CAS Number: 299-42-3
An alkaloid derived from ephedra. It has sympathomimetic properties with direct and indirect effects on adrenergic receptors. Used parenterally to treat hypotension derived from spinal or epidural anesthesia due to its peripheral vasoconstrictor effects and improvement of heart tone. Used orally as a bronchodilator mixed in preparations for colds, bronchitis and asthma. Used illegaly as a psychostimulant and for weight loss, with serious health risks (van der Hoof 2002, Gruber 1998). See also information on Ephedra. Since the last update we have not found published data on its excretion in breast milk. Its large volume of distribution makes it unlikely it will pass into milk in significant amounts. After a cesarean section with epidural anesthesia and use of ephedrine there were no side effects in 100 newborns; the time of initial breastfeeding was not delayed with respect to newborns after cesareans under general anesthesia (Havas 2013). The use of ephedrine during delivery or cesarean section is not contraindicated with the early initiation of breastfeeding: as well as the unlikely excretion in breast milk there is a low amount of colostrum obtained by the newborn in the first hours of life. It may be desirable to minimize the continued use of oral preparations for colds/bronchitis which contain ephedrine since a case of crying, irritability and insomnia has been reported in a 3-month-old infant whose mother was taking a medication containing d-isoephedrine and dexbrompheniramine (Mortimer 1977). Simple preparations (a single active ingredient per drug) are preferable and even more so during breastfeeding. Abusive use as a psychostimulant or antiobesity product entails serious risks to the health of the mother and the infant and should be avoided (van der Hoof 2002, Gruber 1998). Topical use of ephedrine (see information on topical ephedrine) as a complement to preparations for local anesthetic, dermatologicals, stomatologicals or ophthalmologicals is compatible with breastfeeding (WHO 2002). See below the information of these related products:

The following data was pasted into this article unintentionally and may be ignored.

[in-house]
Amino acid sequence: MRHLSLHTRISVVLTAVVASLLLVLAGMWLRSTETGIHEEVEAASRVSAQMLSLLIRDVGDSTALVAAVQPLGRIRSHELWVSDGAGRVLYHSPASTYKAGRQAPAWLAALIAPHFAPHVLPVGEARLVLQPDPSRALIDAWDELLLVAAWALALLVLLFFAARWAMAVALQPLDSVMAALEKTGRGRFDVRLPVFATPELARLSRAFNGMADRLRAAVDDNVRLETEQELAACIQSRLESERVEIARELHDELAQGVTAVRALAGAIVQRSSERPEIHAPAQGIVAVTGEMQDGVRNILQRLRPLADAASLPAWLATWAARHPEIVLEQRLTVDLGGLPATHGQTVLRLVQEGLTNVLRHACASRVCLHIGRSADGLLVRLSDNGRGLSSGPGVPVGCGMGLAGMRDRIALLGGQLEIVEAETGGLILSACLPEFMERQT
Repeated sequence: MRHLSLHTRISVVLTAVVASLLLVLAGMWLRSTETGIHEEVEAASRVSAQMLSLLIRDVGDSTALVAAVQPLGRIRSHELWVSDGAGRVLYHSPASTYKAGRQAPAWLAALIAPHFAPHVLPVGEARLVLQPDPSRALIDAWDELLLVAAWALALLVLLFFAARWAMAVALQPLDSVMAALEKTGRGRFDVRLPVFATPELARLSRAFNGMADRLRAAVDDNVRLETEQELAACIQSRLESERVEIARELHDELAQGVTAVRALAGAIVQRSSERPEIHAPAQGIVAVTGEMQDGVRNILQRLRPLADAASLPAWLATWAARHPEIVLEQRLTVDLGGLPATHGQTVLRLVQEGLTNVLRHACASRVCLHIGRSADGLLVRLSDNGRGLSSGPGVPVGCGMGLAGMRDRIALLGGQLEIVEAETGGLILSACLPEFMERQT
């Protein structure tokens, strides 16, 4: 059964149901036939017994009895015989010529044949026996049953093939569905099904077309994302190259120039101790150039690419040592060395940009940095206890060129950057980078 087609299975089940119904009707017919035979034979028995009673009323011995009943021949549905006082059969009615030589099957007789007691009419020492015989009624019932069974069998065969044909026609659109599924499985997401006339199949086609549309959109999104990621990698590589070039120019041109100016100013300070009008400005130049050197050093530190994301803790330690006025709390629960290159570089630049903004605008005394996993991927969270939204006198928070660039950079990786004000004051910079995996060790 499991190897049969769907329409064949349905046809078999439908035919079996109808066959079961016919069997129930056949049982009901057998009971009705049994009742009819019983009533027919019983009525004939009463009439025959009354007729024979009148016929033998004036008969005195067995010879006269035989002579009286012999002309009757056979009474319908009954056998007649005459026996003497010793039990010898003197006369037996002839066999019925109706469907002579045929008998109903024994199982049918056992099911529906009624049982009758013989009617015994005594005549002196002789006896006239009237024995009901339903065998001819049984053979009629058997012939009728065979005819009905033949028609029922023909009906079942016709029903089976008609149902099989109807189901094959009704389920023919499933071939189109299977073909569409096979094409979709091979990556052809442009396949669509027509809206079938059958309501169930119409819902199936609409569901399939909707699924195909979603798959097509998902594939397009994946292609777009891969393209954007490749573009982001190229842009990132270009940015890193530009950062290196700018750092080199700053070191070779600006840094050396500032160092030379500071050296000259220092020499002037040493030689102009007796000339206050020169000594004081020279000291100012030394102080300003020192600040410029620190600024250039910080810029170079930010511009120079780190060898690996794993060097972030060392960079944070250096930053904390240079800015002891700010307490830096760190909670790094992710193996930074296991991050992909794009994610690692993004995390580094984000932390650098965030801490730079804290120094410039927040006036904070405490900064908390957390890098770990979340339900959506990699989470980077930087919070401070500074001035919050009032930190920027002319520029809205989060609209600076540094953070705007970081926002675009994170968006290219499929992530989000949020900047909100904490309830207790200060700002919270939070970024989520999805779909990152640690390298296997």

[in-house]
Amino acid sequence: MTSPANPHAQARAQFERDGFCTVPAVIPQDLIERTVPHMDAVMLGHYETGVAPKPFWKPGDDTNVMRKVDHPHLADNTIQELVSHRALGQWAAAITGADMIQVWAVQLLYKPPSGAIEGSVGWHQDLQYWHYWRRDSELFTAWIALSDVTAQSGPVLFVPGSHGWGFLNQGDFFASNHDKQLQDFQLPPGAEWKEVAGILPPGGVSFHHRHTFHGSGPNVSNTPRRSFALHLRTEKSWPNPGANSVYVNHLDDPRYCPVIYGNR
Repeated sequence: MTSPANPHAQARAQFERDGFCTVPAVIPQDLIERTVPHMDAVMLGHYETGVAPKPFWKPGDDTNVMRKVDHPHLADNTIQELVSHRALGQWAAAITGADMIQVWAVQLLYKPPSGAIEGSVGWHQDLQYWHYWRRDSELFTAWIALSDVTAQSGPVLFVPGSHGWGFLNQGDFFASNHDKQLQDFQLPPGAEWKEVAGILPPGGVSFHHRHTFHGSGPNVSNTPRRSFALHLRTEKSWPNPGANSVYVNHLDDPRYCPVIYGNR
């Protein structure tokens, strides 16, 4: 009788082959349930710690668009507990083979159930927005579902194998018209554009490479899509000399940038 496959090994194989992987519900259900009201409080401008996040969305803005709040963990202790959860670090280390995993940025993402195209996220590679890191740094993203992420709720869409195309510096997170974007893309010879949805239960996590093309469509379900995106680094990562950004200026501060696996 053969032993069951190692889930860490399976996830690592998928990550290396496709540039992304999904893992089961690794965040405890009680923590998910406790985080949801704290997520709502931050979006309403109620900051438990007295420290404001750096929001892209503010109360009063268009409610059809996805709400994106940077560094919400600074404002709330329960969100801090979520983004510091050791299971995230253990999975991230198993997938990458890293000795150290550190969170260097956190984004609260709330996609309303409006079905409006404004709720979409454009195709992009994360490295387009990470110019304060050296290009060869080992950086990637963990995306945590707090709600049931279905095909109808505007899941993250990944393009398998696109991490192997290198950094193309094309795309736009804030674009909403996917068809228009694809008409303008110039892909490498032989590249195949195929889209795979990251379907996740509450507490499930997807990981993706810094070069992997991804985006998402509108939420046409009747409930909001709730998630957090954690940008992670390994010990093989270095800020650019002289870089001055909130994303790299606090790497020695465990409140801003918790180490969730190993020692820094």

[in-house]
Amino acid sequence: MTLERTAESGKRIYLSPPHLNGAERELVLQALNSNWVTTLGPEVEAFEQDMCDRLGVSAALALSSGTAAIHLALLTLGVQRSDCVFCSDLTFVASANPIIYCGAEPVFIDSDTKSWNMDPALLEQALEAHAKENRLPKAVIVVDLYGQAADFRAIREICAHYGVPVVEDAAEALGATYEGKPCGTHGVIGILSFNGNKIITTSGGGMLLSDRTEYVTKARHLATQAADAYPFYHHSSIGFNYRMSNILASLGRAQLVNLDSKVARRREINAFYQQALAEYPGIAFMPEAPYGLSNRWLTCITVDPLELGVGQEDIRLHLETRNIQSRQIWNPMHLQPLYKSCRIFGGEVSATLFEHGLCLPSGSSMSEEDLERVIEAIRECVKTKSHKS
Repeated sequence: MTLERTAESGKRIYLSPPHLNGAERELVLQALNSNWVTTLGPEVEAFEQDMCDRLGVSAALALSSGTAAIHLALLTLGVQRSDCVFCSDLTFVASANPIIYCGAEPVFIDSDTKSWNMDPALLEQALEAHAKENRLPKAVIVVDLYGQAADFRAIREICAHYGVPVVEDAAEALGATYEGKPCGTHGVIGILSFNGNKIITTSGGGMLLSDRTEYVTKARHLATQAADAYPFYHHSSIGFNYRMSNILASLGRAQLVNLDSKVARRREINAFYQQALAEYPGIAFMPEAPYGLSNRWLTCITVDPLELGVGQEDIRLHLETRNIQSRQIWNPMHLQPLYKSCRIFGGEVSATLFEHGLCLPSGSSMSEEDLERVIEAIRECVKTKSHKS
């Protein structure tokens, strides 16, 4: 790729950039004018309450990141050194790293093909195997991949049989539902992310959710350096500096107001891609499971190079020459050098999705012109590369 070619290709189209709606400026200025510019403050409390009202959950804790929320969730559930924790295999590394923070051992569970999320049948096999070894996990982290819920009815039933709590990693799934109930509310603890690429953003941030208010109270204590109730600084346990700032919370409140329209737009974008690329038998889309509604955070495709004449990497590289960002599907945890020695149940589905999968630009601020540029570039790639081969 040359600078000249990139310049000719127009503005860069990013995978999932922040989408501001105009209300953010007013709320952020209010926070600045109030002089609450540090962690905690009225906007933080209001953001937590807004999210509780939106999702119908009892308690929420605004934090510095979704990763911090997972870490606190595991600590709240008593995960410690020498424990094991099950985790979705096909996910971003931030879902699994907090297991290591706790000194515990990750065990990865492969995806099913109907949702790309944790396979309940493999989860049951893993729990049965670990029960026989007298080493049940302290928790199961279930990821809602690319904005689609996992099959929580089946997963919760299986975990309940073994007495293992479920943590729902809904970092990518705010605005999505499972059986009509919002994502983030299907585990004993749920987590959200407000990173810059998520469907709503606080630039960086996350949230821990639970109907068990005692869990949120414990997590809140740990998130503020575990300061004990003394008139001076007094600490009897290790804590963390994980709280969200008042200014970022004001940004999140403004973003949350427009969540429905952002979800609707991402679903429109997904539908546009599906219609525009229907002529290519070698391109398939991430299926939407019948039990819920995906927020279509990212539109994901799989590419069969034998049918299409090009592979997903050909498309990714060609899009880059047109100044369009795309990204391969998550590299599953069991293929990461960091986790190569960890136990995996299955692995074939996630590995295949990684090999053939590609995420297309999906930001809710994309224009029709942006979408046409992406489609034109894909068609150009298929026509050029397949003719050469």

CAS Number: 93-14-1
It is used as an expectorant, alone or in association with other products. Proofs on its effectiveness are sparse. In some instances, preparations of Guaifenesin may contain alcohol as excipient with a concentration as high as 5%. At latest update, relevant published data on excretion into breast milk were not found. Until more information on this medication is available, other option known to be safer would be recommended, mostly in the post-natal period or in cases of prematurity. If used while breastfeeding, a moderate use with the lowest dose as possible and avoiding those preparations with alcoholic excipient, should be preferred. Because effectiveness is poor and likelihood of side effects does exist, especially in multi-association, the US Agency for Drug Administration (FDA) is currently doing efforts for discontinuation of this and others at-the-counter products, that are formulated for cough relief (Guaifenesin, Dextromethorphan, Phenylephrine, Pseudoephedrine, Brompheniramine, etc.)
CAS Number: 93-14-1
Neither the excretion of guaifenesin in milk nor its effect on breastfed infants have been studied. It is unlikely that with usual maternal doses amounts in breastmilk would harm the nursing infant, especially in infants over 2 months of age. It is best to avoid the use of products with a high alcohol content while nursing.
During whole lactation period you shall first discuss with your doctor and then together you shall decide whether you shall take that drug or not however if you have already taken Primatene | Ephedrine Hcl, Guaifenesin Tablet then you shall inform your doctor, But you should not be worried too much as Primatene | Ephedrine Hcl, Guaifenesin Tablet comes in category of low risk drug.
Primatene | Ephedrine Hcl, Guaifenesin Tablet comes in category of low risk and if your doctor is aware that you are breastfeeding it should be ok to use
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